Common Network Service Issues | CompTIA Network+ N10-007 | 5.5

In this video you will learn about common network service issues as it relates to mismatched MTUs, incorrect subnet masks, incorrect default gateways, duplicate IP addresses, incorrect DNS configurations, duplicate MAC addresses, expired IP addresses, exhausted DHCP scopes, rogue DHCP servers, untrusted SSL certificates, incorrect times, blocked TCP/UDP ports, incorrect host-based firewall settings, incorrect ACL settings, and unresponsive services.

Mismatched MTU (Maximum Transmission Unit)

Router interfaces have a parameter called the maximum transmission unit that defines the largest packet size the interface will forward. For example, a 1500-byte packet could not be forwarded via a router interface with an MTU of 1470 bytes.  A router attempts to fragment a packet that is too big unless the packet has its “don’t fragment” (DF) bit set.  If a packet exceeds an interface’s MTU & has its DF bit set, the router drops the packet.  Normally, the router responds to the sender with an ICMP (Internet Control Message Protocol) message indicating why the packet was dropped.  However, if a router is configured to not respond to such a condition by sending an ICMP, the packet is dropped without the sender being notified.  Such a router is called a blackhole router.  You can use the traceroute utility to help locate a blackhole router.

Incorrect Subnet Mask

When one host attempts to communicate with another host on the same subnet, the sending host sends an ARP request in an attempt to determine the MAC address of the destination host, rather than forwarding traffic to the sending host’s default gateway.  Therefore, if a host has an incorrect subnet mask, it could incorrectly conclude that another host is on its local subnet, when in reality the other host is on a remote subnet.  As a result, the remote host is unreachable from the perspective of the sending host.

Incorrect Default Gateway

If a host has an incorrect default gateway configuration, traffic from that host is not forwarded off that host’s local subnet.

Duplicate IP Address

Hosts on a subnet should have unique IP addresses.  If two hosts are configured with the same IP address, unpredictable traffic patterns for those hosts can occur.

Incorrect DNS Configuration

Because hosts often use DNS to resolve domain names to IP addresses, if a host has an incorrect DNS configuration, that host will be unable to browse the Internet using domain names (as opposed to IP addresses).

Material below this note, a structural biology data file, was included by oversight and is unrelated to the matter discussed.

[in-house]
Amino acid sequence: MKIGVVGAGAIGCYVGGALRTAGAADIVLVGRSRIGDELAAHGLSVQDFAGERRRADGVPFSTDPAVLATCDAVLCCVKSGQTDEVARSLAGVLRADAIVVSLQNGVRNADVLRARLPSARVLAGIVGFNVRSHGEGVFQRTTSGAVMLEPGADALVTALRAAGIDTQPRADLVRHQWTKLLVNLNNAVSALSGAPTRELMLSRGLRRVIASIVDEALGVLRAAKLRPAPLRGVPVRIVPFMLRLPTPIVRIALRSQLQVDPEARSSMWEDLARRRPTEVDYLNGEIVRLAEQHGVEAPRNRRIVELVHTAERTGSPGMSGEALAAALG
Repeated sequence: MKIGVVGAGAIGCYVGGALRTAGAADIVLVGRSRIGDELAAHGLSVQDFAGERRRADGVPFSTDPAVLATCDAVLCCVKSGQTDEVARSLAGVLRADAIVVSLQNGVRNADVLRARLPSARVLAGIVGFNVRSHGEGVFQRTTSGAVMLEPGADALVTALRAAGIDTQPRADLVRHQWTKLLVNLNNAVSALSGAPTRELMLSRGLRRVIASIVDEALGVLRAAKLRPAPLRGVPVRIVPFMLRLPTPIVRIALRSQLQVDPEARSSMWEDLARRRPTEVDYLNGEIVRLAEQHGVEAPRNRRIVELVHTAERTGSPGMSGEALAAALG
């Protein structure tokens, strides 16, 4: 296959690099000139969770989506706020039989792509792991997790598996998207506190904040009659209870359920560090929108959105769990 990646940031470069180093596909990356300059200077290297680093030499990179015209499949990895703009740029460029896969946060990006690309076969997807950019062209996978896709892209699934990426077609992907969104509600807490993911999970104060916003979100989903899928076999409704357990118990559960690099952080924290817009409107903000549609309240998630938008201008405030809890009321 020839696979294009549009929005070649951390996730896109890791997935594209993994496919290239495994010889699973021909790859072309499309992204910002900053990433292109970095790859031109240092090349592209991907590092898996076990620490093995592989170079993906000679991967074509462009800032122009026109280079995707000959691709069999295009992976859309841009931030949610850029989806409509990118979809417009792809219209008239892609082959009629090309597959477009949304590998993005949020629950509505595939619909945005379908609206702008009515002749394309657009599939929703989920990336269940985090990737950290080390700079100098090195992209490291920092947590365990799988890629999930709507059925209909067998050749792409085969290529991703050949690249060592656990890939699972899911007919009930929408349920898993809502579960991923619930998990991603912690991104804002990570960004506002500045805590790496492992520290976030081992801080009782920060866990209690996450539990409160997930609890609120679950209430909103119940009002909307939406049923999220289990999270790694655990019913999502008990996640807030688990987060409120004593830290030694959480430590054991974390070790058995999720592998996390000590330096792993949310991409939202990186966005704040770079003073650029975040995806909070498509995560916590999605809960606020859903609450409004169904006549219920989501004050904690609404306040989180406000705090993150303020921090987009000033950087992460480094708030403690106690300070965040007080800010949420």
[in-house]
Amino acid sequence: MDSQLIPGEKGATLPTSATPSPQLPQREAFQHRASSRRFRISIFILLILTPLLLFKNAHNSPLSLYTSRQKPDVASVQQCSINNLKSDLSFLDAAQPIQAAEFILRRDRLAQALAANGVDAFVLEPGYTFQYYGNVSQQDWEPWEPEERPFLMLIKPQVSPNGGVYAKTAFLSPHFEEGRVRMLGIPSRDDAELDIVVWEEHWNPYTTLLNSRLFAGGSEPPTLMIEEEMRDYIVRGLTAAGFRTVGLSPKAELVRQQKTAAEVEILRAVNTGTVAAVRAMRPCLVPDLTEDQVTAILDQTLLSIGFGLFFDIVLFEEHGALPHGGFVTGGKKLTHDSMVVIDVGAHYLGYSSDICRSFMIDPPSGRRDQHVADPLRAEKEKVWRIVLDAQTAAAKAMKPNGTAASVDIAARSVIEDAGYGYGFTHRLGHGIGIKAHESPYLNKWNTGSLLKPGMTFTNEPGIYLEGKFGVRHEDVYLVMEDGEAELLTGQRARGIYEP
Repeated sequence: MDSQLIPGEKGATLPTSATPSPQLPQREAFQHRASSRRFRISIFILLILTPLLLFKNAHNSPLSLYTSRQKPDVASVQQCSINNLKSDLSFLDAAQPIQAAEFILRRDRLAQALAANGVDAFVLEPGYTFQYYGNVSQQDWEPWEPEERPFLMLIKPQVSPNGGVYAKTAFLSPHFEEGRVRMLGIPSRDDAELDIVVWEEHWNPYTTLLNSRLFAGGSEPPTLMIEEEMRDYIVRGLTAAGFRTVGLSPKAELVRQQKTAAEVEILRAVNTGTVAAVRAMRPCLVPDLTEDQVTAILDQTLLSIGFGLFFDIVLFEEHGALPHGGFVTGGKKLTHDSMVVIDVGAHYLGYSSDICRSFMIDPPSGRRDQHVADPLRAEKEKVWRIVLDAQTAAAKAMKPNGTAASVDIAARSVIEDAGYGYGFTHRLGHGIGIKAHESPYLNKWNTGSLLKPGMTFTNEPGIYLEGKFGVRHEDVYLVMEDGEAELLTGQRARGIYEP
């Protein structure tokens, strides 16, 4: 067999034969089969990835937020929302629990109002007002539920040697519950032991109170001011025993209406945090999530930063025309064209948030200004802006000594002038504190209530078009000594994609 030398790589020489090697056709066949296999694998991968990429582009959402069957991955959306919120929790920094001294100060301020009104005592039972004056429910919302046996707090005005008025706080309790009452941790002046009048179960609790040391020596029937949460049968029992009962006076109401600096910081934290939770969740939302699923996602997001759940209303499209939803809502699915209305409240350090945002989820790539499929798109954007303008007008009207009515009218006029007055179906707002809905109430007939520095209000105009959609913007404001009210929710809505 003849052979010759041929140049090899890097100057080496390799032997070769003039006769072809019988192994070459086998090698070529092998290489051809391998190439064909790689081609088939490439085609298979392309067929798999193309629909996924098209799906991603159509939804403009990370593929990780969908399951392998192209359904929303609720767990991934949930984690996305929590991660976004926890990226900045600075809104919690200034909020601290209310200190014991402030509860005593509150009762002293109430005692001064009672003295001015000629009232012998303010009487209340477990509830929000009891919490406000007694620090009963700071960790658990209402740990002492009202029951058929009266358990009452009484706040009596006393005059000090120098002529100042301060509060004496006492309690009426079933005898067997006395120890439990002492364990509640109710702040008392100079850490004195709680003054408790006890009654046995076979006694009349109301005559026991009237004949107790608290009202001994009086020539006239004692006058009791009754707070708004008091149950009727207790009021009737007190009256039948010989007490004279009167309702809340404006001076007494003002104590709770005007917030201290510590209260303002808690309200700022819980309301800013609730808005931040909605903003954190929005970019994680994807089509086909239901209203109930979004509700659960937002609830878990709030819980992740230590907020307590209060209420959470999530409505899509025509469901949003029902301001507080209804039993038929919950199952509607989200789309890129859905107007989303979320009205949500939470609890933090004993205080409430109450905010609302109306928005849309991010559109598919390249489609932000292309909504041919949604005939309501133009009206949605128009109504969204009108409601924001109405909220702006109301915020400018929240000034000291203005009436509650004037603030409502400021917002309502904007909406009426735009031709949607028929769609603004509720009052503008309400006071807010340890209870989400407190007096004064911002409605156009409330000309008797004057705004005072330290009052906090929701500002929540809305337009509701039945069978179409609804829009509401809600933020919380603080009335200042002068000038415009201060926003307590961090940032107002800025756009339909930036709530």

Duplicate MAC Address

Although it’s rarer than a duplicate IP address on the network, you could experience a duplicate MAC address.  This is typically caused by a software configuration of MAC addresses.

Expired IP Address

A leased DHCP address that has expired for a workstation could cause issues as well.

Exhausted DHCP Scope

Although it’s rare, you may have a DHCP scope that has run out of addresses to lease; this could be the result of a DHCP exhaustion type of attack.

Rogue DHCP Server

This security concern could certainly cause troubleshooting headaches on the network due to the incorrect IP configurations that could result.  This is often the result of users bringing in their own devices, either maliciously or accidentally.

Untrusted SSL Certificate

If using certificates for authentication, you might have an issue with the SSL certificate that is preventing such authentication.

Incorrect Time

Because many network configurations rely on the correct time, you might have problems in the network due to a workstation, server, or network appliance with the wrong time set.

Blocked TCP/UDP Ports

Perhaps your trouble ticket is the result of blocked TCP or UDP ports.  This is often the result of a misconfigured security device in the network path.

Incorrect Host-Based Firewall Settings

Another security area that could cause problems is host-based firewalls.

Incorrect ACL Settings

Access control lists can have a direct effect on network traffic & could be the cause of one or many trouble tickets.

Unresponsive Service

A service that has failed in the network is another common source of problems.


  1. Sequeira, A. CompTIA Network+ Cert Guide.